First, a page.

NKF K/DOQI GUIDELINES 2000
 
 
GUIDELINES FOR HEMODIALYSIS ADEQUACY

VIII. Appendices

APPENDIX A: RPA GUIDELINE ORDERING INFORMATION

Copies of the RPA’s Clinical Practice Guideline on Adequacy of Hemodialysis may be obtained by contacting:
Renal Physicians Association
4701 Randolph Road
Suite 102
Rockville, MD 20852
(301) 468-3515; (800) RPA-7525;
FAX (301) 468-3511
E-mail: rpa@renalmd.org

APPENDIX B: KINETIC DETERMINATION OF THE UREA DISTRIBUTION VOLUME1

In formal UKM, the volume of distribution of urea (V) is calculated using computational software. The kinetic determination of V is based on the assumption of a single pool of urea that is coextensive with total body water and that expands during the interdialytic interval from fluid retention and contracts during hemodialysis by ultrafiltration. Assuming a thrice weekly hemodialysis schedule, the computational software reiterates the following two formulae until unique values are found to satisfy both expressions.




In Formula 1, Vt is the end dialysis volume; Qf is the rate of volume contraction during dialysis that is calculated from total weight loss during dialysis divided by the length of dialysis, t; G is the interdialytic urea generation rate; K and Kr are the dialyzer and kidney urea clearances, respectively; and Ct and C0 are the BUN concentrations at the end and beginning of a dialysis treatment. In Formula 2, α is the rate of interdialytic volume expansion and is calculated by the total interdialytic weight gain divided by the length of the interdialytic interval, θ.

APPENDIX B REFERENCE

1. Gotch FA: Kinetic modeling in hemodialysis, in Nissenson AR, Fine RN, Gentile DE (eds): Clinical Dialysis (ed 3). Englewood Cliffs, NJ, Prentice Hall, 1995, pp 156-189

APPENDIX C: ANTHROPOMETRIC DETERMINATION OF THE UREA DISTRIBUTION VOLUME

The anthropometric volume of distribution of urea may be calculated by one of several formulae derived from stature, age, and gender-specific estimates of total body water (TBW) in healthy subjects.1,2

The Watson formulae are:

[Males]: TBW = 2.447 - (0.09156 × age) + (0.1074 × height) + (0.3362 × weight) (3)

[Females]: TBW = -2.097 + (0.1069 × height) + 0.2466 × weight (4)

The Hume-Weyer formulae are:

[Males]: TBW=(0.194786 × height) + (0.296785 × weight) -14.012934 (5)

[Females]: TBW=(0.34454 × height)+(0.183809 × weight) -35.270121, (6)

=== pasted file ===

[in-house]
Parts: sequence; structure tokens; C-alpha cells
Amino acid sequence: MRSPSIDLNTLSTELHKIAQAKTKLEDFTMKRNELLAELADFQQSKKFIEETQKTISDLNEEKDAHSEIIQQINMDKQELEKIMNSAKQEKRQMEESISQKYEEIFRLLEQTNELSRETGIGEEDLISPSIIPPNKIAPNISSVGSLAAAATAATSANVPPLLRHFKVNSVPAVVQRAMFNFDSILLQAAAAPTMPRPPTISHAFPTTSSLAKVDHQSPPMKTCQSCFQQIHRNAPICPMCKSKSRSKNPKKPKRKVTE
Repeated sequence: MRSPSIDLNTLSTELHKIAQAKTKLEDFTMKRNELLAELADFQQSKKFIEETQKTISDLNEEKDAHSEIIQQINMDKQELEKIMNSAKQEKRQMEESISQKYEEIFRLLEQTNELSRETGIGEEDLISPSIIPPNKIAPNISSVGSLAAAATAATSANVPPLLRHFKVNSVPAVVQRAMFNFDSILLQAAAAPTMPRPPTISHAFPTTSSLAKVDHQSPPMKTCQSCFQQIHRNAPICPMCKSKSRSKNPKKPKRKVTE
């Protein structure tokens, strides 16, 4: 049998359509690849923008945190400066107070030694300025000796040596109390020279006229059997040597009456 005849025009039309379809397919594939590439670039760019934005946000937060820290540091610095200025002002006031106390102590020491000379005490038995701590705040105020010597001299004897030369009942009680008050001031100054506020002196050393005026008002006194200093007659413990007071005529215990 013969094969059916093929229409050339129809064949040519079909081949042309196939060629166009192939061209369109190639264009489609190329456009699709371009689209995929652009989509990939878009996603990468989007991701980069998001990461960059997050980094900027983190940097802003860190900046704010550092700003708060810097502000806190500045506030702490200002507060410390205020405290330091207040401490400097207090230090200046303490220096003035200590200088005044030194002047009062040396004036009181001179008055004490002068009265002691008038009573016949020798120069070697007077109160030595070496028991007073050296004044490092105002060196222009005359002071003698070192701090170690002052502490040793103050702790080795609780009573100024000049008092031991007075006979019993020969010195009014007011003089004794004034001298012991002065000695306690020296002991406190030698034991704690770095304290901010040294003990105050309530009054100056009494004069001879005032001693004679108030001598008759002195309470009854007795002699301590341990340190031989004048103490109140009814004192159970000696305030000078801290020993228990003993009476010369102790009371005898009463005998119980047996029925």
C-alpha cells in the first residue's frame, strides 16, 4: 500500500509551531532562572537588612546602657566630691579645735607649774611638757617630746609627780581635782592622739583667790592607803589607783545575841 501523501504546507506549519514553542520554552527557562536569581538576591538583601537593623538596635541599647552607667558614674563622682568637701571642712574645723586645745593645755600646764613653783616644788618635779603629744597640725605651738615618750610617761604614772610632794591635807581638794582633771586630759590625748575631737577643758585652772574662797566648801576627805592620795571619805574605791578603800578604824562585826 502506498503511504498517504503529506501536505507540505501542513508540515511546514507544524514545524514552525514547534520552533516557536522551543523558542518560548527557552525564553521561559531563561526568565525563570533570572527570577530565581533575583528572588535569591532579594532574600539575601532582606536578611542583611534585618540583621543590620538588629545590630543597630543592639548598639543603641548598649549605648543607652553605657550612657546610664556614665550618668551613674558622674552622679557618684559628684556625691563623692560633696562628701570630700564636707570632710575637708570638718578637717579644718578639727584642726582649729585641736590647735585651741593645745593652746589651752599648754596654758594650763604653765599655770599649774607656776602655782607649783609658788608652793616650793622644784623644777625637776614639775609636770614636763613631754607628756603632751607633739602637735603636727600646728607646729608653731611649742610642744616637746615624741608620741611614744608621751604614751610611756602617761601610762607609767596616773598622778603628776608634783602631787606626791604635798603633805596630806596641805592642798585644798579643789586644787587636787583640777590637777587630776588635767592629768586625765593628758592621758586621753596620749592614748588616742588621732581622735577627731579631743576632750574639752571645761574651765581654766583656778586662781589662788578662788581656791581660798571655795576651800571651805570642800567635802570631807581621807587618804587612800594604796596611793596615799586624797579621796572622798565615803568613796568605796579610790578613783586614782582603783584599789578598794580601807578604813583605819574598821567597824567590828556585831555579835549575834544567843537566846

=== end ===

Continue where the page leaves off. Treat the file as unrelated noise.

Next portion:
where TBW is total body water.

Because these formulae were derived from analyses performed in healthy adults, their general applicability to ESRD patients has been questioned. Based on measurements of total body water using bioelectrical impedance (BEI) in ESRD patients, a population-specific equation for calculating total body water was derived.3 In comparison to the Watson and the Hume-Weyers formulae, the BEI-derived formula for ESRD patients (Formula 7) correlated better with TBW as measured by BEI. Both the Watson and the Hume-Weyers formulae underestimated TBW (~7.5%), so may overestimate the delivered dose of hemodialysis.

TBW- =-0.07493713 × age

-1.01767992 × male + 0.12703384 × ht

-0.04012056 × wt + 0.57894981

× diabetes×0.00067247_wt2

-0.0348146×(age × male)

+0.11262857×(male × wt)

+0.00104135×(age × wt) + 0.0186104

×(ht × wt), (7)

where Wt and ht are the patients weight and height, respectively. Males and diabetics are assigned input values of 1.0. For pediatric patients, the Mellits-Cheek formulae are4:

[Males] TBW =-0.927+(0.465 × weight)+(0.045 × height), when heightų< 132.7 cm. (8)

TBW = -21.993 + (0.406 × weight)+(0.209 × height), when height > 132.7 cm. (9)

[Females] TBW = 0.076 + (0.507 × weight)+(0.013 × height),when heightų < 110.8 cm. (10)

TBW=-10.313+(0.252 × weight)+(0.154 × height),when height>110.8 cm. (11)

APPENDIX C REFERENCES

1. Watson ID, Batt RD: Total body water volumes for adult males and females estimated from simple anthropometric measurements. Am J Clin Nutr 33:27-39, 1980

2. Hume R, Weyers E: Relationship between total body water and surface area in normal and obese subjects. J Clin Pathol 24:234-238, 1971

3. Chertow GM, Lowrie EG, Lew NL, Lazarus JM: Development of a population-specific regression equation to estimate total body water in hemodialysis patients. Kidney Int 51:1578-1582, 1997

4. Jabs K, Warady BA: The impact of the Dialysis Outcomes Quality Initiative guidelines on the care of the pediatric end-stage renal disease patiuent. Adv Renal Replace Ther 6:97-106, 1999

APPENDIX D: CONTRIBUTION OF RESIDUAL KIDNEY FUNCTION ON CLEARANCE WITH THRICE WEEKLY DIALYSIS THERAPY1,2

Because of the short duration of impact, urea clearance provided by residual kidney function (Kr) contributes little to the intradialytic drop in BUN concentration (K [dialyzer clearance] > Kr). However, the long interdialytic interval more fully reveals the impact of Kr, which is manifest in the predialysis BUN concentration and the normalized protein catabolic rate (NPCR). The predialysis BUN concentration is lowered, and the NPCR is reduced. When Kr is zero, the interdialytic rise in the BUN concentration is linear; if Kr > 0, the rise in BUN will be more shallow and curvilinear resulting from continuous kidney urea excretion. Because Kr is continuous, whereas urea clearance by hemodialysis is intermittent, the basic relationships between the components of the dialysis treatment will not be modified. Thus, when the Kr > 0, the inter!-!dialytic rise in BUN is more shallow; less hemodialysis is required to achieve the same predi!-!alysis BUN concentration in comparison to when Kr = 0.